There’s plenty of speculation as to the future of how trains will get from one station to another.
Is automation a necessity? How might it be integrated? And how will unions respond if their members are pushed out of traditional train driver jobs?
Timeline for Automation
Technology, it is said, can improve the rail industry’s performance and make it more competitive, particularly against the automotive sector, which is pushing hard on autonomous cars, and trucks, which could well gobble up more of the freight market.
As such, infrastructure managers and train operating companies are looking at technology and automation for clues in how to increase capacity.
On 16 February, representatives from the European Union Agency for Railways, Network Rail’s Digital Railway programme, Alstom, and DB Cargo, among others, gathered at the Institution of Mechanical Engineers to debate whether automatic trains are the future for mainline railways and if it could solve some of the persistent headaches caused by booming passenger numbers.
Aidan McGrady, a senior engineer at Network Rail, finished his presentation with a crisp “yes”.
The concept of automatic train operation covers different levels of automation; from the driver still maintaining control of most functions; semi-automatic train operation — where the setting of the train in motion and stopping is automatic, yet the driver is responsible for the closing/opening of doors and can step in if the system fails — up to the point of automation where there is no driver at all.
Is the industry ready for change?
To date, automatic trains have been most common on metro and underground lines.
London Underground has used semi-automatic operation for many years on the Central, Northern, Jubilee, and Victoria lines.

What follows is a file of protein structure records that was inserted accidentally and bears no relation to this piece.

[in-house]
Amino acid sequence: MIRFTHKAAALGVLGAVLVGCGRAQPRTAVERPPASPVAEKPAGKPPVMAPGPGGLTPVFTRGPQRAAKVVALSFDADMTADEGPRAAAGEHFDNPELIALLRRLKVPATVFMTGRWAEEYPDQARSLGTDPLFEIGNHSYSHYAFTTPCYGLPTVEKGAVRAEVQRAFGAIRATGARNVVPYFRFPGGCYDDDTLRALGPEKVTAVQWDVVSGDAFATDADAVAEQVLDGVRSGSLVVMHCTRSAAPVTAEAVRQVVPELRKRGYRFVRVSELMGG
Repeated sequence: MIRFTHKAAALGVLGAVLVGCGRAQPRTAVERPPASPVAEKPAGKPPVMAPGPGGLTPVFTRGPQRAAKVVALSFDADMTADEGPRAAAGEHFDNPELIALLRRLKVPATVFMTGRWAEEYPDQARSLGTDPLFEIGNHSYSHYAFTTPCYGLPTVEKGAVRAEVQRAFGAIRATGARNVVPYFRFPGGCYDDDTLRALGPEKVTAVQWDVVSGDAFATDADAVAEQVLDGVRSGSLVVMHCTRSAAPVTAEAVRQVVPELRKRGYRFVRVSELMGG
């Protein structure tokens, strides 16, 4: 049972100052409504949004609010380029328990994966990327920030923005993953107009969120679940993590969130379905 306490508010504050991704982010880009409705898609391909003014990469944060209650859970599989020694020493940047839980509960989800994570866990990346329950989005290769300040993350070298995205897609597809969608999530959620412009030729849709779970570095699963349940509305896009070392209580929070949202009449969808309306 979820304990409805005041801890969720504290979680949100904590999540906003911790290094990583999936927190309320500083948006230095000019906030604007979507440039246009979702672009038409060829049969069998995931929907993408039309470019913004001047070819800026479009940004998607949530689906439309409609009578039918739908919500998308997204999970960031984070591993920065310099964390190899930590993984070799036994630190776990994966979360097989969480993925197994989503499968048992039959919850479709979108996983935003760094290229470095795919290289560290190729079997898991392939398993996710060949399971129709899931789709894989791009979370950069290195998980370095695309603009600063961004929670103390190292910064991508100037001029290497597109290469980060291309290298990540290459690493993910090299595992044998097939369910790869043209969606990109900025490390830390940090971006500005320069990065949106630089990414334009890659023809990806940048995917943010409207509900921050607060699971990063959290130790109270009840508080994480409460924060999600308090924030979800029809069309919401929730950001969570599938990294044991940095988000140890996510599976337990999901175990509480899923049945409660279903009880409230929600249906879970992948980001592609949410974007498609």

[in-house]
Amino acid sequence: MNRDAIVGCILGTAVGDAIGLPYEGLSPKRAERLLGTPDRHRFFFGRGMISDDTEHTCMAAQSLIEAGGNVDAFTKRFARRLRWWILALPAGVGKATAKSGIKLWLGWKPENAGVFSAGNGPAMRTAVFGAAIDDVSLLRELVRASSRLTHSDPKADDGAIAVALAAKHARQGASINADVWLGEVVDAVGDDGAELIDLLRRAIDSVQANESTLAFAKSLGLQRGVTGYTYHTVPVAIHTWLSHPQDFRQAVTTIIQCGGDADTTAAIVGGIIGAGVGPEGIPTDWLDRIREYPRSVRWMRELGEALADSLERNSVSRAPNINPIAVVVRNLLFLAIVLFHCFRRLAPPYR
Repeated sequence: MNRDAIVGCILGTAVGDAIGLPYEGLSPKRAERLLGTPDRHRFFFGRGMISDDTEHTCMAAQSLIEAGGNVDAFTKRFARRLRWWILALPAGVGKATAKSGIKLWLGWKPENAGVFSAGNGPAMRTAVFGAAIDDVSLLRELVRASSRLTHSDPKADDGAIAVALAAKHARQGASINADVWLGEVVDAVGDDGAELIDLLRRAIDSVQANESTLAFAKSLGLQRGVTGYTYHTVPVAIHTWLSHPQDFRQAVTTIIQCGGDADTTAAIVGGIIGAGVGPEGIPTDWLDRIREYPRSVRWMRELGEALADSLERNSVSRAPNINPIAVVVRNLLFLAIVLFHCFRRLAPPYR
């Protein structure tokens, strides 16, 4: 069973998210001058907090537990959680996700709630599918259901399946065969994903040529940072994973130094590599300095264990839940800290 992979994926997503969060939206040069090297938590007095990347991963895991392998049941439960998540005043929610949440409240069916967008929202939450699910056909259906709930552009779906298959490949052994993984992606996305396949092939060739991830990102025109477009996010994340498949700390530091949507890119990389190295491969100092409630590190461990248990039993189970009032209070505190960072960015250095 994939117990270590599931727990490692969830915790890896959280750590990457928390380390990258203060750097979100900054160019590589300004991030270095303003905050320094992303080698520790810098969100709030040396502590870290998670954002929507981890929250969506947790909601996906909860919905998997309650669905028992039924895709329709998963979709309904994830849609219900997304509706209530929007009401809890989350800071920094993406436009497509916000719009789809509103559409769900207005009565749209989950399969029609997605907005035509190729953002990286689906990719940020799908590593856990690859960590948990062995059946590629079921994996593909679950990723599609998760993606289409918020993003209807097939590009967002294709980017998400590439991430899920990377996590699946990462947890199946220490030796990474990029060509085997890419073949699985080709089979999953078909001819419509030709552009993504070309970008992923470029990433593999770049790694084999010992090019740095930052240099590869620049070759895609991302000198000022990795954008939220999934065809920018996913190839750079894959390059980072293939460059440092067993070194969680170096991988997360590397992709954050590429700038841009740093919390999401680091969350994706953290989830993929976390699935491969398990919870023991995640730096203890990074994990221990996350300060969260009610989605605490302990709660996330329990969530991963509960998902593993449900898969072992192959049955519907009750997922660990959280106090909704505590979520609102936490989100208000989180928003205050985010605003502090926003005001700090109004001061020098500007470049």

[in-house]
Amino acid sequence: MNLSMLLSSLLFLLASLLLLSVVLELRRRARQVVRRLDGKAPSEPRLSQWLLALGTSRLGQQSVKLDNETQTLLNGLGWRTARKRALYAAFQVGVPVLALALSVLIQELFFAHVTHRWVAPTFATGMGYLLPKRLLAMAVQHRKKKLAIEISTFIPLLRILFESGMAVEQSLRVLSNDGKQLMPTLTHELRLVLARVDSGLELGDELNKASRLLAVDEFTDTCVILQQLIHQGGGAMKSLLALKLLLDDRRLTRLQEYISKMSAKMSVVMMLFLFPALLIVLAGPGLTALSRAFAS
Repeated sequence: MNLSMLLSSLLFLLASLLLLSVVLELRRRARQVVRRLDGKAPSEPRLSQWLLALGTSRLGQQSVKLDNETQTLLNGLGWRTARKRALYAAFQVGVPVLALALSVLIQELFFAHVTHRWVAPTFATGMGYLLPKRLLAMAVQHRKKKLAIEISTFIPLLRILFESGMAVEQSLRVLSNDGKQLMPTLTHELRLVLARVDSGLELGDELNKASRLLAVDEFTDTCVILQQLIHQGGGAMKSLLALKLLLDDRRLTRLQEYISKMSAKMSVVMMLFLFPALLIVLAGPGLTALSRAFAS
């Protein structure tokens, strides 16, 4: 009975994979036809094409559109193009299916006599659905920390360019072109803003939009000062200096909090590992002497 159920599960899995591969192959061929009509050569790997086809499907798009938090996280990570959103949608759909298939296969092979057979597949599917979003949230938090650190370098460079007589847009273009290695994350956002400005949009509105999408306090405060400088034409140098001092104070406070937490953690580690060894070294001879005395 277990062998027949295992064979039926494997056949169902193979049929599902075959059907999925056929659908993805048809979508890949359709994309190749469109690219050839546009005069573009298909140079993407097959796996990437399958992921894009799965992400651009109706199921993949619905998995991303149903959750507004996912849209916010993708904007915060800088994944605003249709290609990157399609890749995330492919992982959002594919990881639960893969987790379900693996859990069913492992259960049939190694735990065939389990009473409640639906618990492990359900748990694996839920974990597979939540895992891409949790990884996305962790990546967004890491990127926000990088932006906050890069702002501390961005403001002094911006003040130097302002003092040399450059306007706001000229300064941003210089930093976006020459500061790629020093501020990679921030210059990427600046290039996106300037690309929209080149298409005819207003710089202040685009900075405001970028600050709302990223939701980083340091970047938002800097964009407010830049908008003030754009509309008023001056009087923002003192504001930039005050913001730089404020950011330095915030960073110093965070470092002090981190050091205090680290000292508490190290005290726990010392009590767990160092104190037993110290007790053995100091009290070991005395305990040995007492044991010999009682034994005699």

Then there’s the Docklands Light Railway, which takes it a step further by removing the traditional cab and driver in favour of train attendants.
Andrew Simmons, chief systems engineer for the Digital Railway– Network Rail’s masterplan for modernising the railway – emphasised growth as the reason further automation is needed; specifically that since 1996, passenger numbers have doubled.
This has created more pinch points, accelerating the need for greater capacity.
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Building a brand new line is highly disruptive, not to mention expensive. The argument, therefore, is look for other ways to increase frequency and cut delays, hence the Digital Railway.
It has repeatedly been said automation has proven its ability on metros – now is the time to migrate this to mainline operations.
The upgrade programme on London’s Thameslink will incorporate some automation from 2018 to meet requirements for 24 trains per hour on the core of the route, while Crossrail, a new line running through the heart of London, will also operate semi-autonomously.
However, Simmons made an interesting point here: any successful implementation of technology is reliant on industry readiness to welcome and understand the changes.
Perhaps wary of the potential fallout of doing too much too soon, the Digital Railway is looking at semi-automated operation.
This point of acceptance was also raised during closing discussions.
Govia Thameslink Railway has encountered huge resistance from unions over its plans for driver-only operated trains on Southern rail.
The Aslef union, which represents train drivers, has announced its members have rejected a proposed agreement with Southern that could have broken the deadlock.
Commenting on the result, Paul Plummer, chief executive of the Rail Delivery Group, said: “Where safety, jobs and pay are unaffected, the railway must be able to harness new technology and smarter ways of working to deliver the modern rail service the country needs.”
Supporters of train automation will nod in assent.